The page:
as

   This patch needs further work before it can be merged

as that gives a positive expectation that the work is still
wanted by the project in general


Well, there are two audiences for that message: the developer and the 
reviewer. I can't help thinking that if instead of trying to be positive 
it said what it really means - Today, I have chosen to obstruct your 
work for the greater good of the project - we might have a few less -1s 
for trivial issues.


Maybe, while we're at it, we could stop publishing taxonomies of reasons 
to -1 a patch as if code reviews were a competition to see who can find 
the most.


cheers,
Zane.

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Re: [openstack-dev] Criteria for giving a -1 in a review

2014-08-21 Thread Adam Young

On 08/21/2014 12:53 PM, Daniel P. Berrange wrote:

On Thu, Aug 21, 2014 at 11:34:48AM -0500, Dolph Mathews wrote:

On Thu, Aug 21, 2014 at 11:21 AM, Daniel P. Berrange berra...@redhat.com
wrote:


On Thu, Aug 21, 2014 at 05:05:04PM +0100, Matthew Booth wrote:

I would prefer that you didn't merge this.

i.e. The project is better off without it.

A bit off topic, but I've never liked this message that gets added
as it think it sounds overly negative. It would better written
as

   This patch needs further work before it can be merged


++ This patch needs further work before it can be merged, and as a
reviewer, I am either too lazy or just unwilling to checkout your patch and
fix those issues myself.

I find the suggestion that reviewers are either too lazy or unwilling
to fix it themselves rather distasteful to be honest.
That was from the Keystone PTL.  I think he was going for vaguely self 
deprecating  as opposed to dissing the reviewers.





It is certainly valid for a code reviewer to fix an issue themselves 
re-post the patch, but that is not something to encourage a general day
to day practice for a number of reasons.

  - When there are multiple people reviewing it would quickly become a
mess of conflicts if each  every reviewer took it upon themselves
to rework  repost the patch.

  - The original submitter should generally always have the chance to
rebut any feedback from reviewers, since reviewers are not infallible,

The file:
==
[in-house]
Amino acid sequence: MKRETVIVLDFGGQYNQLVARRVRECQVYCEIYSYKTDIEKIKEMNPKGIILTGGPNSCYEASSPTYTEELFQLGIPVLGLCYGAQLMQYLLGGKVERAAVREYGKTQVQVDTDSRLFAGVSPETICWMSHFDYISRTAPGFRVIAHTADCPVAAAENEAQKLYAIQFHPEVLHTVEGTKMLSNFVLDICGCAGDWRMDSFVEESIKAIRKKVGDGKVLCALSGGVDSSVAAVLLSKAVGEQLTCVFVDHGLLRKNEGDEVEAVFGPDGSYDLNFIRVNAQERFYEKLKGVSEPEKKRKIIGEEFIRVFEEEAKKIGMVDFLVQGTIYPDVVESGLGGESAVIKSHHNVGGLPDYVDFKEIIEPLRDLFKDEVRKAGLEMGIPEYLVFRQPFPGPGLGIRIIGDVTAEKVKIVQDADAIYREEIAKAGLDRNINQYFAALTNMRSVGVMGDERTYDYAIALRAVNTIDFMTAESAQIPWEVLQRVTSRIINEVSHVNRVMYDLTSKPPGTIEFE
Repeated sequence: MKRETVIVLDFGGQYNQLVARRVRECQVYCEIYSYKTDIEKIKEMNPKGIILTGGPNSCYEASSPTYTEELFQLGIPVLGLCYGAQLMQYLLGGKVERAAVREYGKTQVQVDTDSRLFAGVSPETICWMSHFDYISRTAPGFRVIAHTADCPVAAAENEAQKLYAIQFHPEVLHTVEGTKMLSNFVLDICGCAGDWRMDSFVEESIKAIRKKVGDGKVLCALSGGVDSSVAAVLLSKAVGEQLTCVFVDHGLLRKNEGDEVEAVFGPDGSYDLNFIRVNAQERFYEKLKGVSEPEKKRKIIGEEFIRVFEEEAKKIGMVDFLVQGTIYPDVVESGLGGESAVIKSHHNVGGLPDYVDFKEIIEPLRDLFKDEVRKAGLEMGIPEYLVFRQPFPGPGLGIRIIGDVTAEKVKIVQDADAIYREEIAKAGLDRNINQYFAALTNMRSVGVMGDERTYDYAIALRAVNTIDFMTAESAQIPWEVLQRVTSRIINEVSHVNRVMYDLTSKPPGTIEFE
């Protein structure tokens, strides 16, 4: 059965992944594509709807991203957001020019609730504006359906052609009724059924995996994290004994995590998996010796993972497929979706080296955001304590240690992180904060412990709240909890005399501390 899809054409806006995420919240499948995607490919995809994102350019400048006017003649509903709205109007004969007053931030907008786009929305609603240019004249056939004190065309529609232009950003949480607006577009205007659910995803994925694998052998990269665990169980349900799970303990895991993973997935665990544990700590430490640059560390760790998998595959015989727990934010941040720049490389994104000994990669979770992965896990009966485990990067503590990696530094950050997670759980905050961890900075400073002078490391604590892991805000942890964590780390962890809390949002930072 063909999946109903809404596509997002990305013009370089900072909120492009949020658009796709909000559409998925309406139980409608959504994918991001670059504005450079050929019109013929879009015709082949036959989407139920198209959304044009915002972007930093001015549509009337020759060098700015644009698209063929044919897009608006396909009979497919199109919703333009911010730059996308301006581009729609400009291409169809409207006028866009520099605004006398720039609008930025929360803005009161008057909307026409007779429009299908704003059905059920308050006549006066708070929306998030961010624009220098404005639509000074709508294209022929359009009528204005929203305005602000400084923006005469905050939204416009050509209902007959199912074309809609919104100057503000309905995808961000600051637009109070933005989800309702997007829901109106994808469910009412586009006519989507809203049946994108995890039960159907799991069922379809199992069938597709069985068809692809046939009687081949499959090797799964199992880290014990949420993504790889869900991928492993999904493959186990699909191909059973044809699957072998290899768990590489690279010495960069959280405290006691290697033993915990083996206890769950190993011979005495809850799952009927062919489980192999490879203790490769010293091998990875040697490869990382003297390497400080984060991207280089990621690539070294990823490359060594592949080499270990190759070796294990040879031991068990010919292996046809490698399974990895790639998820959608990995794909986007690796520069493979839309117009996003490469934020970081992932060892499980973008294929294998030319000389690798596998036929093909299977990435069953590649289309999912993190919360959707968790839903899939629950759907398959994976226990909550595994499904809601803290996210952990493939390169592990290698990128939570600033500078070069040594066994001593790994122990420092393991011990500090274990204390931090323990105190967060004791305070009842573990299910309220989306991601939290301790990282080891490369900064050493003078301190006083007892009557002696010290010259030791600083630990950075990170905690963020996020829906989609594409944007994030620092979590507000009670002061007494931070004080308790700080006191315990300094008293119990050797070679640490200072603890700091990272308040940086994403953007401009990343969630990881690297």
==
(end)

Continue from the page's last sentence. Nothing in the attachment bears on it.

nor always aware of the bigger picture or as familiar with the code
being changed.

  - When a patch is a small part of a larger series, it can be a very
disruptive if someone else takes it, changes it  resubmits it,
as that invalidates all following patches in a series in gerrit.

  - It does not scale to have reviewers take on much of the burden of
actually writing the fixes, running the tests  resubmitting.

  - Having the original author deal with the review feedback actually
helps that contributor learn new things, so that they will be able
to do a better job for future patches they contribute

I'd only recommend fixing  resubmitting someone else's patch if it is
a really trivial thing that needed tweaking before approval for merge,
or if they are known to be away for a prolonged time and the patch was
blocking other important pending work.

Regards,
Daniel



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Re: [openstack-dev] Criteria for giving a -1 in a review

2014-08-21 Thread Daniel P. Berrange
On Thu, Aug 21, 2014 at 01:12:16PM -0400, Zane Bitter wrote:
 On 21/08/14 12:21, Daniel P. Berrange wrote:
 On Thu, Aug 21, 2014 at 05:05:04PM +0100, Matthew Booth wrote:
 I would prefer that you didn't merge this.
 
 i.e. The project is better off without it.
 A bit off topic, but I've never liked this message that gets added
 as it think it sounds overly negative. It would better written
 as
 
This patch needs further work before it can be merged
 
 as that gives a positive expectation that the work is still
 wanted by the project in general
 
 Well, there are two audiences for that message: the developer and the
 reviewer. I can't help thinking that if instead of trying to be positive it
 said what it really means - Today, I have chosen to obstruct your work for
 the greater good of the project - we might have a few less -1s for trivial
 issues.
 
 Maybe, while we're at it, we could stop publishing taxonomies of reasons to
 -1 a patch as if code reviews were a competition to see who can find the
 most.

The reason for putting together examples of reasons to -1 a patch is not
to encourage people to -1 as much as possible. Rather the aim is to get
more consistency in how reviewers treat different types of problems. If
anything the intent of the mail is to actually help reviewers to allow